Leticia Van de Putte on ‘Let Her Speak’ and the True Story of the Filibuster
For the former state senator, accurate representation in the Hollywood biopic goes beyond historical accuracy.
State Senator Leticia Van de Putte arrived at the Capitol in the final moments of Senator Wendy Davis’s filibuster against an anti-abortion bill on June 25, 2013. Van de Putte had planned the procedure along with Davis and other Democrats in the Texas Senate, but her father’s unexpected death had taken her to San Antonio right before it actually began. But even after burying her father earlier that day, Van de Putte knew that she needed to be in Austin to support her colleagues. There in the Capitol, after Senate Republicans had ended Davis’s filibuster due to what they considered rule violations, Van de Putte posed her now-famous question to the chamber: “At what point must a female senator raise her hand or her voice to be recognized over the male colleagues in the room?” Her query set off a round of cheers from supporters of the filibuster who had gathered in the gallery, filled the Capitol halls and rotunda, and spilled outside. The wall of noise made it impossible for the Senate to vote on the bill before the midnight deadline.
But in the first draft of Let Her Speak, a proposed biopic about Davis’s life and the filibuster, Davis, not Van de Putte, asks the pivotal question.
When the misattribution of the famous quote became public after news outlets acquired the script last week, Van de Putte and others were concerned. “In Hollywood there is a bias and Latinas get the roles as maids and caretakers or villains or criminals. And this was neither,” Van de Putte says. “This was a state senator who came back and expressed her feelings at that particular moment, which set off the people being able to finish that filibuster. Not me, not Wendy, not the senators on the floor: the people ended that filibuster.”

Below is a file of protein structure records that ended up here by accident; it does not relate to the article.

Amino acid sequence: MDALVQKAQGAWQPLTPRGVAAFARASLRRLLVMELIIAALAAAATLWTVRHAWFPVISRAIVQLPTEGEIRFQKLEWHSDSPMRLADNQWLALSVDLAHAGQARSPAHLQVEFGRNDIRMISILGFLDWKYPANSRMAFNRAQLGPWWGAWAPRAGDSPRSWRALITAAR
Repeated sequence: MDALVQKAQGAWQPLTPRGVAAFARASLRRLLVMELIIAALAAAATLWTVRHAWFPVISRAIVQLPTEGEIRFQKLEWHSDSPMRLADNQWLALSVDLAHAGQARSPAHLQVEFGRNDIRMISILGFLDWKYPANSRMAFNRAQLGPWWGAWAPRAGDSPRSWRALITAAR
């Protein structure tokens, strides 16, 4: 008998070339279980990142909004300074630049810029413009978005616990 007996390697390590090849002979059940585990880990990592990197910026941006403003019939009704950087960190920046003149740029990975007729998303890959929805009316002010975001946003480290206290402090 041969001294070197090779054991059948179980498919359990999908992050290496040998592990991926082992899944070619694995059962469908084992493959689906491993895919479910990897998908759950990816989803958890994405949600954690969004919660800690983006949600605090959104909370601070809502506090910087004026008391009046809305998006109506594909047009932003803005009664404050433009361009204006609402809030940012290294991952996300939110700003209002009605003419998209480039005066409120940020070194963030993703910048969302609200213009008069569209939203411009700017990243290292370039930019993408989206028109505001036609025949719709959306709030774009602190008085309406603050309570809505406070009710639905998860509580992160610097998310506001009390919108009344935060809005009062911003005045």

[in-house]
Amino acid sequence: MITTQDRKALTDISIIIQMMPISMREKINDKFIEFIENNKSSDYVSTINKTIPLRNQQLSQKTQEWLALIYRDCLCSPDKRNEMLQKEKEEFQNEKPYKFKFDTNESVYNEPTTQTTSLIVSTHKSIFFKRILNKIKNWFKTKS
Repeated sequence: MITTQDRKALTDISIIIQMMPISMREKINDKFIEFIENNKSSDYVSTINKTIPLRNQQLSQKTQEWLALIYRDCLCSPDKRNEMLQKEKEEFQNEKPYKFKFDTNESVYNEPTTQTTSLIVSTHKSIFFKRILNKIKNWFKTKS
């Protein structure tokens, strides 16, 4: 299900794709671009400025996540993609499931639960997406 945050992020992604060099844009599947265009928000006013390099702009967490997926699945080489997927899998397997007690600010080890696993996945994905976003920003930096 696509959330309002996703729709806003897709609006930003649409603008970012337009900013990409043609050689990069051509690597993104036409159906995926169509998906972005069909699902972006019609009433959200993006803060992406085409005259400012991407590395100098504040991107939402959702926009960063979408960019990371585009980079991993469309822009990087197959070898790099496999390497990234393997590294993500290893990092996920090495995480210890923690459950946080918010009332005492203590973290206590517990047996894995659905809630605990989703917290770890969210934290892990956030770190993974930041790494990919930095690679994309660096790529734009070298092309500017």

Davis shared Van de Putte’s concern about the error. She responded to the criticism publicly, posting on her Facebook page to her “fabulous feminist friends” that she had heard their concerns and had already raised them with Mario Correa, who wrote the script. “Rest assured that I have already expressed my position that my sister Senator, Leticia Van de Putte, be appropriately credited with the incomparable role that she played in sparking the voices of the ‘unruly mob’ on the night of the ‘people’s filibuster,’” Davis wrote. “The writer, Mario Carrea [sic] is incredibly talented, committed to telling our story authentically, has a history working in politics for a strong woman, and is Latino himself. He has already incorporated my suggested change that Leticia’s character, not mine will speak that iconic line, as it should be!” Davis also told Van de Putte in a text message that she told Correa to give the statement back to her character.